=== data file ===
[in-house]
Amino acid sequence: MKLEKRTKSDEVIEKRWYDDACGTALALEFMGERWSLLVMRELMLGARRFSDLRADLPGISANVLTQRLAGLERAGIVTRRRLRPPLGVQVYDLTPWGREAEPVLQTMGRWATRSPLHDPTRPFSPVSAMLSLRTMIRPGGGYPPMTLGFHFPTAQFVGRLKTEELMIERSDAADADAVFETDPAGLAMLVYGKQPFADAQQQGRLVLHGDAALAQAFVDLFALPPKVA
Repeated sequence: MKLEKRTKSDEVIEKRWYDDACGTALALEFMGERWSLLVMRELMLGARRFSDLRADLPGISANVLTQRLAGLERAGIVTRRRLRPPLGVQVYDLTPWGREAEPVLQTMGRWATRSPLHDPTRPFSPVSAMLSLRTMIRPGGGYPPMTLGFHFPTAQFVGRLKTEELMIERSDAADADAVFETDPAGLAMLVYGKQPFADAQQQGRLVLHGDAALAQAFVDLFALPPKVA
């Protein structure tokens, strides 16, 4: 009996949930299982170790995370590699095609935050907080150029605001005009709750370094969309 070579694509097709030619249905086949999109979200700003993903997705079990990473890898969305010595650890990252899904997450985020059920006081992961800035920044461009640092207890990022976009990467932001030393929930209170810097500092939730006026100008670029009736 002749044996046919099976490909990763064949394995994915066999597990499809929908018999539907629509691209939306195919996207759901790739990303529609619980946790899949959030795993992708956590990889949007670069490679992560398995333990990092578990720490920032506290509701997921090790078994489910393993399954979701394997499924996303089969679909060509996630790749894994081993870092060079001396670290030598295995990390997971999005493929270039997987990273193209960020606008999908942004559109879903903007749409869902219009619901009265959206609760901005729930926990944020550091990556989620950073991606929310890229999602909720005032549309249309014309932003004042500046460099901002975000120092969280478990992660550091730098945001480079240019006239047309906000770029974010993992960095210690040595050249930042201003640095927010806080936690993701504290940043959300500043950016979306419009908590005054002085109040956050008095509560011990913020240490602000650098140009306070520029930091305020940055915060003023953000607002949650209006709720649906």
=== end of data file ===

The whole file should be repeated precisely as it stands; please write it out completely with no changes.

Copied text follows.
[in-house]
Amino acid sequence: MKLEKRTKSDEVIEKRWYDDACGTALALEFMGERWSLLVMRELMLGARRFSDLRADLPGISANVLTQRLAGLERAGIVTRRRLRPPLGVQVYDLTPWGREAEPVLQTMGRWATRSPLHDPTRPFSPVSAMLSLRTMIRPGGGYPPMTLGFHFPTAQFVGRLKTEELMIERSDAADADAVFETDPAGLAMLVYGKQPFADAQQQGRLVLHGDAALAQAFVDLFALPPKVA
Repeated sequence: MKLEKRTKSDEVIEKRWYDDACGTALALEFMGERWSLLVMRELMLGARRFSDLRADLPGISANVLTQRLAGLERAGIVTRRRLRPPLGVQVYDLTPWGREAEPVLQTMGRWATRSPLHDPTRPFSPVSAMLSLRTMIRPGGGYPPMTLGFHFPTAQFVGRLKTEELMIERSDAADADAVFETDPAGLAMLVYGKQPFADAQQQGRLVLHGDAALAQAFVDLFALPPKVA
């Protein structure tokens, strides 16, 4: 009996949930299982170790995370590699095609935050907080150029605001005009709750370094969309 070579694509097709030619249905086949999109979200700003993903997705079990990473890898969305010595650890990252899904997450985020059920006081992961800035920044461009640092207890990022976009990467932001030393929930209170810097500092939730006026100008670029009736 002749044996046919099976490909990763064949394995994915066999597990499809929908018999539907629509691209939306195919996207759901790739990303529609619980946790899949959030795993992708956590990889949007670069490679992560398995333990990092578990720490920032506290509701997921090790078994489910393993399954979701394997499924996303089969679909060509996630790749894994081993870092060079001396670290030598295995990390997971999005493929270039997987990273193209960020606008999908942004559109879903903007749409869902219009619901009265959206609760901005729930926990944020550091990556989620950073991606929310890229999602909720005032549309249309014309932003004042500046460099901002975000120092969280478990992660550091730098945001480079240019006239047309906000770029974010993992960095210690040595050249930042201003640095927010806080936690993701504290940043959300500043950016979306419009908590005054002085109040956050008095509560011990913020240490602000650098140009306070520029930091305020940055915060003023953000607002949650209006709720649906």